FORTUNE -- Today at about 4:30 p.m. Eastern, Apple (AAPL) will report its results for the March quarter, and the fog of rumors and speculation that has swirled around the company since January will lift -- if only for a day or two.
This is Apple's quarterly reality check, its chance to answer questions that have weighed on the company's stock price since September, driving it down -- as we are reminded almost hourly on the business news channels -- from over $700 to below $400.
Among the issues the company will address:
Apple usually issues an earnings press release about half an hour after the markets close. It has scheduled a conference call to discuss the results at 5 p.m. EST (2 p.m. PST) -- a call that will be streamed live over the Web. We'll be tuning in, and you can too. Here's the link: Listen to the Audio Webcast.
By Wednesday morning the fog will have cleared. We'll have some hard numbers and a sense of how the market will react. Then the rumors and speculation can begin anew.
Bernstein's Apple analyst says investors are expecting the equivalent of a 4.5% yield.
FORTUNE -- According to Bernstein Research's Toni Sacconaghi, Apple's (AAPL) top brass has been holding "widespread discussions" with key investors to get input on its plans to return more of its $137.1 billion cash hoard to shareholders.
Sacconaghi has been debriefing those investors and now thinks he has a pretty good idea of how Apple's cash management plans have MOREPhilip Elmer-DeWitt - Apr 15, 2013 11:20 AM ET
Another day, another Apple-bashing headline on Seeking Alpha
FORTUNE -- When you write about Apple's (AAPL) finances for a living, your fingers can get tired of typing -- and your readers can get tired of reading -- "cash, cash equivalents and marketable securities" every time you want to refer to the company's hoard of liquid assets.
I try to be precise, but from time to time I spare my fingers -- and MOREPhilip Elmer-DeWitt - Mar 5, 2013 8:02 AM ET
The Street is taking bets on how many billions might be distributed to the shareholders
FORTUNE -- In the wake of the David Einhorn's legal challenge and Apple's (AAPL) statement in response, a flurry of analysts' notes:
Bill Shope, Goldman Sachs: The capital allocation theme heats up. "While we do not take a view on the basis of the legal proceeding, we believe this latest example of shareholder activism serves to highlight Apple's MOREPhilip Elmer-DeWitt - Feb 8, 2013 10:34 AM ET
Simply and transparently? Or through a complex scheme designed by a hedge fund?
FORTUNE -- After Thursday's Wall Street drama -- in which a media blitz orchestrated by hedge fund billionaire David Einhorn got a rise out of Apple (AAPL) management and a pop in the stock price -- I have a few thoughts about what's going on.
First, I take the company at its word (see statement) that it's got way more MOREPhilip Elmer-DeWitt - Feb 8, 2013 6:35 AM ET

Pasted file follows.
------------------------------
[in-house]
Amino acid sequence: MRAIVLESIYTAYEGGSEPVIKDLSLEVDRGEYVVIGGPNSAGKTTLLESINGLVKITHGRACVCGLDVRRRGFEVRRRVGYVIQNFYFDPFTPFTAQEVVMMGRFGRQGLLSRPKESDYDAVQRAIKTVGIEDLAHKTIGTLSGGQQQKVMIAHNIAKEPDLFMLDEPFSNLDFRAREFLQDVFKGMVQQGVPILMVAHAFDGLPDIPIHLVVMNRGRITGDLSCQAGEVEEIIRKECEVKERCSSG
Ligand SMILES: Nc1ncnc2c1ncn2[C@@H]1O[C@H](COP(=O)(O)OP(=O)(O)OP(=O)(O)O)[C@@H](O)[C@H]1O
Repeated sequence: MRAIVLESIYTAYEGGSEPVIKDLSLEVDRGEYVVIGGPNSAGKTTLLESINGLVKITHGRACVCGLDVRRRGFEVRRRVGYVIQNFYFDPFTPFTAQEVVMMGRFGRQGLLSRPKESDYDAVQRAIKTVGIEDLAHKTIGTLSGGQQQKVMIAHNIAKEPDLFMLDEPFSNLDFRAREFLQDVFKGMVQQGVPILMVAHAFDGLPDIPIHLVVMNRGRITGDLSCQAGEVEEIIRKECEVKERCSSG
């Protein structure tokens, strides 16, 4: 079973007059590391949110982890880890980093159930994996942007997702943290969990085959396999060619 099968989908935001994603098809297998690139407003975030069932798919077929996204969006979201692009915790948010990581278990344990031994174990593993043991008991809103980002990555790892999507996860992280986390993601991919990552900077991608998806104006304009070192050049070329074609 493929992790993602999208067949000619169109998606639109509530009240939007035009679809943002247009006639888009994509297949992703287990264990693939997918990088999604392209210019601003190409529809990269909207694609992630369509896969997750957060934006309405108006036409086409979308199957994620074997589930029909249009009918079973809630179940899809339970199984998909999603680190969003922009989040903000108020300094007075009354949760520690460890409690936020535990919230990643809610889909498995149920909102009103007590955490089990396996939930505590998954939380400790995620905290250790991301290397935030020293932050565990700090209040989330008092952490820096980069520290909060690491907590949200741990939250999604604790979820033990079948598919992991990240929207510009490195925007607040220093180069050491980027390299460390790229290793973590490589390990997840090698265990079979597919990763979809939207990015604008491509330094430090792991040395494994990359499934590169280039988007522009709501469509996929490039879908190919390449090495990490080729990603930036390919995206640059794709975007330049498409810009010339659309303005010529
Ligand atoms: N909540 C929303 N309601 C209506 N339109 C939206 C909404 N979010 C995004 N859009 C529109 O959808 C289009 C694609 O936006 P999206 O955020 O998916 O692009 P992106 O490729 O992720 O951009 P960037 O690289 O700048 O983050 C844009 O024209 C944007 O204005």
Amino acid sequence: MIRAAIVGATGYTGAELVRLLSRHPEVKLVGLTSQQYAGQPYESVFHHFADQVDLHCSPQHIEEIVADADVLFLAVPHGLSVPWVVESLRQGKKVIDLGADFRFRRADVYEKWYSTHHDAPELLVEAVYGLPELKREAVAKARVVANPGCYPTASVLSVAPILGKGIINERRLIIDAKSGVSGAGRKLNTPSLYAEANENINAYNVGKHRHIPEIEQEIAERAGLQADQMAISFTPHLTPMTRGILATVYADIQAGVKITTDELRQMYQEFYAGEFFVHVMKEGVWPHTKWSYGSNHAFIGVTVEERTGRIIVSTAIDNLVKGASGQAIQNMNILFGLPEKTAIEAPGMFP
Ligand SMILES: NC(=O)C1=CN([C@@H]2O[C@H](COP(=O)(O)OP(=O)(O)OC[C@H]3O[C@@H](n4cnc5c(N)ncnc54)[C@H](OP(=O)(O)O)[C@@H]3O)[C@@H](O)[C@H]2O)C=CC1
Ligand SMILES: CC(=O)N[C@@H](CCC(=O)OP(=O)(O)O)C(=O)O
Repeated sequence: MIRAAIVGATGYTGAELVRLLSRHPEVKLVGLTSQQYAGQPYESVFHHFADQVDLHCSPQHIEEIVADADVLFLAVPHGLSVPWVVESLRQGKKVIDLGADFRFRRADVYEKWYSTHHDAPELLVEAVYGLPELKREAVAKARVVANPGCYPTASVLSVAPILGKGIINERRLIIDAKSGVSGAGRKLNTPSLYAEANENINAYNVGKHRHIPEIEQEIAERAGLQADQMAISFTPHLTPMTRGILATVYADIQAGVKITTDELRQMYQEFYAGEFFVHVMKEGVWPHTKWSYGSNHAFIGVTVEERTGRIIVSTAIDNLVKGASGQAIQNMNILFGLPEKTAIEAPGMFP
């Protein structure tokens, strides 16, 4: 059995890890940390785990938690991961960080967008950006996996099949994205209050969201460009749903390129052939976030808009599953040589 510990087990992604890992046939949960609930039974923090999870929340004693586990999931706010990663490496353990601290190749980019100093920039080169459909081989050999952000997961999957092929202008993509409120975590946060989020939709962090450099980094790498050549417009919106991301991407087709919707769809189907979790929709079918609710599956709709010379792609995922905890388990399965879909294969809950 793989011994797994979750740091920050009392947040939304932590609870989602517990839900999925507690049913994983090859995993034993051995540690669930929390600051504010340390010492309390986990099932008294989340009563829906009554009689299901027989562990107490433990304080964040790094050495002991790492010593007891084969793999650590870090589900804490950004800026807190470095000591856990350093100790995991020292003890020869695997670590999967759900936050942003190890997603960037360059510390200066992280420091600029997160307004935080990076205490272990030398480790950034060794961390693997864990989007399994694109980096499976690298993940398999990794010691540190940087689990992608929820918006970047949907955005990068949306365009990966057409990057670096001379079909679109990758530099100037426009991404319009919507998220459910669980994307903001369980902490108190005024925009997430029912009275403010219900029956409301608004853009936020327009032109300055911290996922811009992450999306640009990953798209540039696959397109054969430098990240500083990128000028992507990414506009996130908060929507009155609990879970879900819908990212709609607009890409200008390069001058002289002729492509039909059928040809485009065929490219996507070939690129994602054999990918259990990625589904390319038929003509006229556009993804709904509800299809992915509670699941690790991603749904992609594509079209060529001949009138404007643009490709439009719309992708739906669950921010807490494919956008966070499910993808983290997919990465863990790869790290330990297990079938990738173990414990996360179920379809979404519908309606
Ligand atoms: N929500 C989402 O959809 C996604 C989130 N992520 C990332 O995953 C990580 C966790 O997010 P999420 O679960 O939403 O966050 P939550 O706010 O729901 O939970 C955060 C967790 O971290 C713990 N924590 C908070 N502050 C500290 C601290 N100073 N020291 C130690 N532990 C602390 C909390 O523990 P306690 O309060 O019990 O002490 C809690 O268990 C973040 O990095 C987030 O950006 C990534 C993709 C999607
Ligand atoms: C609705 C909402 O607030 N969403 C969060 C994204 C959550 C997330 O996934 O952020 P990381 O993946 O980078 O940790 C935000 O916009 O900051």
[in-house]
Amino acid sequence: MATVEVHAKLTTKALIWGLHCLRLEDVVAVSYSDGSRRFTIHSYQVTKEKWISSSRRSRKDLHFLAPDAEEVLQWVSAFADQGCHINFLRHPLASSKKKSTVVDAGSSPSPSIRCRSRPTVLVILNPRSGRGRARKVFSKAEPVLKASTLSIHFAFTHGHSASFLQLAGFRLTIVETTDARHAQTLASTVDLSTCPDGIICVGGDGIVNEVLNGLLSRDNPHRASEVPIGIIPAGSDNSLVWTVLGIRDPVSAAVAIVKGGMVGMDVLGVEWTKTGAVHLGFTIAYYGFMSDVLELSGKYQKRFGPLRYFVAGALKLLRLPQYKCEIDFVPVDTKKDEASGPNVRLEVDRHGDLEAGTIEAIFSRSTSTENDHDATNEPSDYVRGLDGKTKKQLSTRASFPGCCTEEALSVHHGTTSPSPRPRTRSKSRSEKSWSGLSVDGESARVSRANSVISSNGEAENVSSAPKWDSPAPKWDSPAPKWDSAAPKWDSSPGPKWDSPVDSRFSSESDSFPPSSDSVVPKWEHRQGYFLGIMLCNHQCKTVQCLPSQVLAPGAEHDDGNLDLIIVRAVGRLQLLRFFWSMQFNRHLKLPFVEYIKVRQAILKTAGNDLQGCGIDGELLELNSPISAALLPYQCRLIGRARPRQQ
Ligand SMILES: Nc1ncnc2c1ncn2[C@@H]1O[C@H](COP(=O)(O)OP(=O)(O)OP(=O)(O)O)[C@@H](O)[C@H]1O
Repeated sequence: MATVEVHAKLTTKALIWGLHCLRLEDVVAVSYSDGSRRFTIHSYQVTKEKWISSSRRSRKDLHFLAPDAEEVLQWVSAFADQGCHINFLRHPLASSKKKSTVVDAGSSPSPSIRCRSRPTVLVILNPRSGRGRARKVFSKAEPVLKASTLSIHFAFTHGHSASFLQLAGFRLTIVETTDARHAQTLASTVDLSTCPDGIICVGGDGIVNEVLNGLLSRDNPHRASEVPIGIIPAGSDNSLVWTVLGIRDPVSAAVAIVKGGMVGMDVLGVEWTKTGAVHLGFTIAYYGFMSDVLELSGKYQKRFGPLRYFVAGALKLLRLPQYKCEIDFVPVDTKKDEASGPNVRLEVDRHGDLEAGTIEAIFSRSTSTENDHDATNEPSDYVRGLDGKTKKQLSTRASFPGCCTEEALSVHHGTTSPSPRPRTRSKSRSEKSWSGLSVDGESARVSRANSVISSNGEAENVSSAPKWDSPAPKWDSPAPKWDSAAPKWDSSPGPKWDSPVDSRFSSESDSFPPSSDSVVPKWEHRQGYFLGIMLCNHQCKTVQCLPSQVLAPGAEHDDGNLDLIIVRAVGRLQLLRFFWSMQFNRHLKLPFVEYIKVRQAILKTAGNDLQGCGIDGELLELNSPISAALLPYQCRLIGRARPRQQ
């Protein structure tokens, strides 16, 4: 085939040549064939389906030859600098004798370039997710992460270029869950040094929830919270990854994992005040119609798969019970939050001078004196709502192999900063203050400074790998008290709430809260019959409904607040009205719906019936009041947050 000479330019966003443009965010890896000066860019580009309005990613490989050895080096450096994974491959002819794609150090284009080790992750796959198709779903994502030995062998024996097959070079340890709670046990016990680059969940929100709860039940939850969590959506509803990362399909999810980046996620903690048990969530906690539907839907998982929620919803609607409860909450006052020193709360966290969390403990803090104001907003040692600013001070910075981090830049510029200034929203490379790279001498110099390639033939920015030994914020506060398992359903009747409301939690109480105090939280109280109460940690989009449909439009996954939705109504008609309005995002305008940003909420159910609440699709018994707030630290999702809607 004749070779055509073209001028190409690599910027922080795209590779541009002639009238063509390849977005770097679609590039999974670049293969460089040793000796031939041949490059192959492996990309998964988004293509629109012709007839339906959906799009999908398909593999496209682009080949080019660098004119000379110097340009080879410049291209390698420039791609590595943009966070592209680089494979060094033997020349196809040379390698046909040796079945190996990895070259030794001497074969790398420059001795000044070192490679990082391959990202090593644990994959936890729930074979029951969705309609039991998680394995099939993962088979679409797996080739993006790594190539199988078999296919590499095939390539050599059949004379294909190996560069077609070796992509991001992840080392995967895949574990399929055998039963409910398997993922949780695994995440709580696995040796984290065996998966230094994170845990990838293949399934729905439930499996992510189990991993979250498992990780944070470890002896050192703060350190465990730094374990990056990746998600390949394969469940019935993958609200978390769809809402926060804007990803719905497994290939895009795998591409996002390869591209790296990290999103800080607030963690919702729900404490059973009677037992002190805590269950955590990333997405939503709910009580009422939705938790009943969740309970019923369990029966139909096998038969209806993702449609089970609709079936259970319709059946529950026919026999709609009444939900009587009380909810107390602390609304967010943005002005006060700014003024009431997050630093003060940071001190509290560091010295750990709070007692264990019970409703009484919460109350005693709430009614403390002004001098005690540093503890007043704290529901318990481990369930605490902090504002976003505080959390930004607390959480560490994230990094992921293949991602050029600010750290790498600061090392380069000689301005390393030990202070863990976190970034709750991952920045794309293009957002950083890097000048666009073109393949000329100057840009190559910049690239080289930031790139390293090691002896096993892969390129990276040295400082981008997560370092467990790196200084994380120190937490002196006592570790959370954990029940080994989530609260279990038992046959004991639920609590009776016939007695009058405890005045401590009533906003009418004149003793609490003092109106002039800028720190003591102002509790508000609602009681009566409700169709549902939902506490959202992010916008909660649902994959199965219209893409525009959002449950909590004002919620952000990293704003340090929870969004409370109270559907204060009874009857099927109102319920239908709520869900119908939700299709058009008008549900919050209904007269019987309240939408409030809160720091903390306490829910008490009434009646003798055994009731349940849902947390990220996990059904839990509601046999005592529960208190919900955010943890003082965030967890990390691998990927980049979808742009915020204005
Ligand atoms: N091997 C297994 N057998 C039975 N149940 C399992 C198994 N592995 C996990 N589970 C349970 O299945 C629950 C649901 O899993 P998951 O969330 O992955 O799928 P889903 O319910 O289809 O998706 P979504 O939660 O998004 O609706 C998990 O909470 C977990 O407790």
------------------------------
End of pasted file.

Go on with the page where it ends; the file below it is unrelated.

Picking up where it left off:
The only thing that seems to matter to Wall Street is how much cash it has in the bank
FORTUNE -- It's been a year since Asymco's Horace Dediu -- mystified by the apparent decoupling of Apple's (AAPL) share price from its earnings growth -- first spotted the correlation between the company's valuation and its holdings in cash and marketable securities.
"As far as the market is concerned," he wrote at the MOREPhilip Elmer-DeWitt - May 7, 2012 8:04 AM ET
Most likely scenario: ongoing dividend. Less likely: special dividend or stock buyback
UPDATE: Apple chose options Nos. 1 and 3:
A 2.65% quarterly dividend, starting in fiscal Q4, which ends in September. Expect this to cost more than $10 billion in the first year alone.
A $10 billion stock repurchase plan starting in fiscal Q1 2013 spread out over the next three years, primarily to offset share dilution due to incentive stock grants.
Total MOREPhilip Elmer-DeWitt - Mar 19, 2012 6:16 AM ET
We'll find out Monday, one half hour before the market opens
Tim Cook has scheduled a conference call for 9 a.m. EDT Monday to answer the question Wall Street has been asking -- repeatedly, and with increasing insistence -- for years: What does the company plan to do with its enormous stockpile of cash and marketable securities, worth just under $100 billion as of the last quarterly report.
Mr. Market will be MOREPhilip Elmer-DeWitt - Mar 18, 2012 7:23 PM ET
The company is likely to hold on to its $100 billion cash hoard -- at least for now
I suspect that the number one question on the mind of Apple (AAPL) shareholders gathering today at 1 Infinite Loop for the company's annual meeting is what Tim Cook plans to do with Apple's roughly $100 billion in cash and marketable securities.
"I think it's clear to everyone, and I'd be the first to admit, MOREPhilip Elmer-DeWitt - Feb 23, 2012 8:02 AM ET
How the world's richest nation and the most valuable tech company stack up
Unless the debt ceiling is raised by Tuesday Aug. 2, the White House keeps reminding us, the U.S. government will no longer be able to pay its bills.
But the U.S. Treasury is already running low. Its closing balance as of Wednesday, July 27, was $73.768 billion.
To put that in perspective, Apple (AAPL) most recent earning statement shows that it was MOREPhilip Elmer-DeWitt - Jul 29, 2011 6:38 AM ET
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